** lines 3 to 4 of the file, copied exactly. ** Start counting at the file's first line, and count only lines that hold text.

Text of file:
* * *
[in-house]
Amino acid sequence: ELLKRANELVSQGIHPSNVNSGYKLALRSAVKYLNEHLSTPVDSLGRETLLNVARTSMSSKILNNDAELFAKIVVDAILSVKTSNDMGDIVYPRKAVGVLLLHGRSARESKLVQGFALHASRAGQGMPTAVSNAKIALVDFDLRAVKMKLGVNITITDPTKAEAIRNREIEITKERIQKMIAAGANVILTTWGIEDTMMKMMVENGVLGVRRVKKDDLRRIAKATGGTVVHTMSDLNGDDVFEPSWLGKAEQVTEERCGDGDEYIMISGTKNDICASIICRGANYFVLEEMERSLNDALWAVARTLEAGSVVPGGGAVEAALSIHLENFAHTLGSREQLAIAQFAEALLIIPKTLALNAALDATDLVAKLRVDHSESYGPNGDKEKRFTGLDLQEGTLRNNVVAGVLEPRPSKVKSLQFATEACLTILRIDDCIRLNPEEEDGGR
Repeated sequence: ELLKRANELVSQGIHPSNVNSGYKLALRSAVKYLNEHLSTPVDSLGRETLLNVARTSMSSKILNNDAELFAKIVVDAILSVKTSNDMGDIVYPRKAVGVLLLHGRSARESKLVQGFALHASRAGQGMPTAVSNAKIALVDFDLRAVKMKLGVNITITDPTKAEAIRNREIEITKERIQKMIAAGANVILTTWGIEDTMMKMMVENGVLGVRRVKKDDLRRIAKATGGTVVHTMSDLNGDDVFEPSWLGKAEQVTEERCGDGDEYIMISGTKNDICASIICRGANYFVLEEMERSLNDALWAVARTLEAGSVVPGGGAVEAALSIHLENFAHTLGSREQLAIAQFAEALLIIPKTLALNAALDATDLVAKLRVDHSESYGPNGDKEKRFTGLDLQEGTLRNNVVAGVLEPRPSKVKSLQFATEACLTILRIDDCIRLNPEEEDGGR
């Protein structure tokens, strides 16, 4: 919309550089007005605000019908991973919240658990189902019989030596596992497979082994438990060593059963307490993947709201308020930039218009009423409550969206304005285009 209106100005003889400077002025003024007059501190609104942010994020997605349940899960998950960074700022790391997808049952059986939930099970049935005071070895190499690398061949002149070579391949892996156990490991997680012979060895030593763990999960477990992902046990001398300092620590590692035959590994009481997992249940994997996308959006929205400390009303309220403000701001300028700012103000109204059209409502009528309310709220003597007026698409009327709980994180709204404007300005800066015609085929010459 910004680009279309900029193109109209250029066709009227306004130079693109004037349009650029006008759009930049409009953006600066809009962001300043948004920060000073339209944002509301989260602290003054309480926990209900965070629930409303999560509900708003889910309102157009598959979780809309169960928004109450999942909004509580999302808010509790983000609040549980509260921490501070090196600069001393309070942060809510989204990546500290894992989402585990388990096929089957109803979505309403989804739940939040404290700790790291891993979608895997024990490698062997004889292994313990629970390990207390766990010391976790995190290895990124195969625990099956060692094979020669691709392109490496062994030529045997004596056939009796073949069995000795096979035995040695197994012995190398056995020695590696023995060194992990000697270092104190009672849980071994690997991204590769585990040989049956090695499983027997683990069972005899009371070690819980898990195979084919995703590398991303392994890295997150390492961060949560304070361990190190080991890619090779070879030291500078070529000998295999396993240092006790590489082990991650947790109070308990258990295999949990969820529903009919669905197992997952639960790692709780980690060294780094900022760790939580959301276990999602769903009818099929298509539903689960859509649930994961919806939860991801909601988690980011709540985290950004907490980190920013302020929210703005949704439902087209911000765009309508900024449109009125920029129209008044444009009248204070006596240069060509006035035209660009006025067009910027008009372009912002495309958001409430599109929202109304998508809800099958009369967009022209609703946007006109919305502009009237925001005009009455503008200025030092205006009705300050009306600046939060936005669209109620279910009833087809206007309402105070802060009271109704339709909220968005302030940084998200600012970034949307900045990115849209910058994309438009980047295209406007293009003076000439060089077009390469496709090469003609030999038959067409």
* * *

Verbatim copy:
Repeated sequence: ELLKRANELVSQGIHPSNVNSGYKLALRSAVKYLNEHLSTPVDSLGRETLLNVARTSMSSKILNNDAELFAKIVVDAILSVKTSNDMGDIVYPRKAVGVLLLHGRSARESKLVQGFALHASRAGQGMPTAVSNAKIALVDFDLRAVKMKLGVNITITDPTKAEAIRNREIEITKERIQKMIAAGANVILTTWGIEDTMMKMMVENGVLGVRRVKKDDLRRIAKATGGTVVHTMSDLNGDDVFEPSWLGKAEQVTEERCGDGDEYIMISGTKNDICASIICRGANYFVLEEMERSLNDALWAVARTLEAGSVVPGGGAVEAALSIHLENFAHTLGSREQLAIAQFAEALLIIPKTLALNAALDATDLVAKLRVDHSESYGPNGDKEKRFTGLDLQEGTLRNNVVAGVLEPRPSKVKSLQFATEACLTILRIDDCIRLNPEEEDGGR
């Protein structure tokens, strides 16, 4: 919309550089007005605000019908991973919240658990189902019989030596596992497979082994438990060593059963307490993947709201308020930039218009009423409550969206304005285009 209106100005003889400077002025003024007059501190609104942010994020997605349940899960998950960074700022790391997808049952059986939930099970049935005071070895190499690398061949002149070579391949892996156990490991997680012979060895030593763990999960477990992902046990001398300092620590590692035959590994009481997992249940994997996308959006929205400390009303309220403000701001300028700012103000109204059209409502009528309310709220003597007026698409009327709980994180709204404007300005800066015609085929010459 910004680009279309900029193109109209250029066709009227306004130079693109004037349009650029006008759009930049409009953006600066809009962001300043948004920060000073339209944002509301989260602290003054309480926990209900965070629930409303999560509900708003889910309102157009598959979780809309169960928004109450999942909004509580999302808010509790983000609040549980509260921490501070090196600069001393309070942060809510989204990546500290894992989402585990388990096929089957109803979505309403989804739940939040404290700790790291891993979608895997024990490698062997004889292994313990629970390990207390766990010391976790995190290895990124195969625990099956060692094979020669691709392109490496062994030529045997004596056939009796073949069995000795096979035995040695197994012995190398056995020695590696023995060194992990000697270092104190009672849980071994690997991204590769585990040989049956090695499983027997683990069972005899009371070690819980898990195979084919995703590398991303392994890295997150390492961060949560304070361990190190080991890619090779070879030291500078070529000998295999396993240092006790590489082990991650947790109070308990258990295999949990969820529903009919669905197992997952639960790692709780980690060294780094900022760790939580959301276990999602769903009818099929298509539903689960859509649930994961919806939860991801909601988690980011709540985290950004907490980190920013302020929210703005949704439902087209911000765009309508900024449109009125920029129209008044444009009248204070006596240069060509006035035209660009006025067009910027008009372009912002495309958001409430599109929202109304998508809800099958009369967009022209609703946007006109919305502009009237925001005009009455503008200025030092205006009705300050009306600046939060936005669209109620279910009833087809206007309402105070802060009271109704339709909220968005302030940084998200600012970034949307900045990115849209910058994309438009980047295209406007293009003076000439060089077009390469496709090469003609030999038959067409």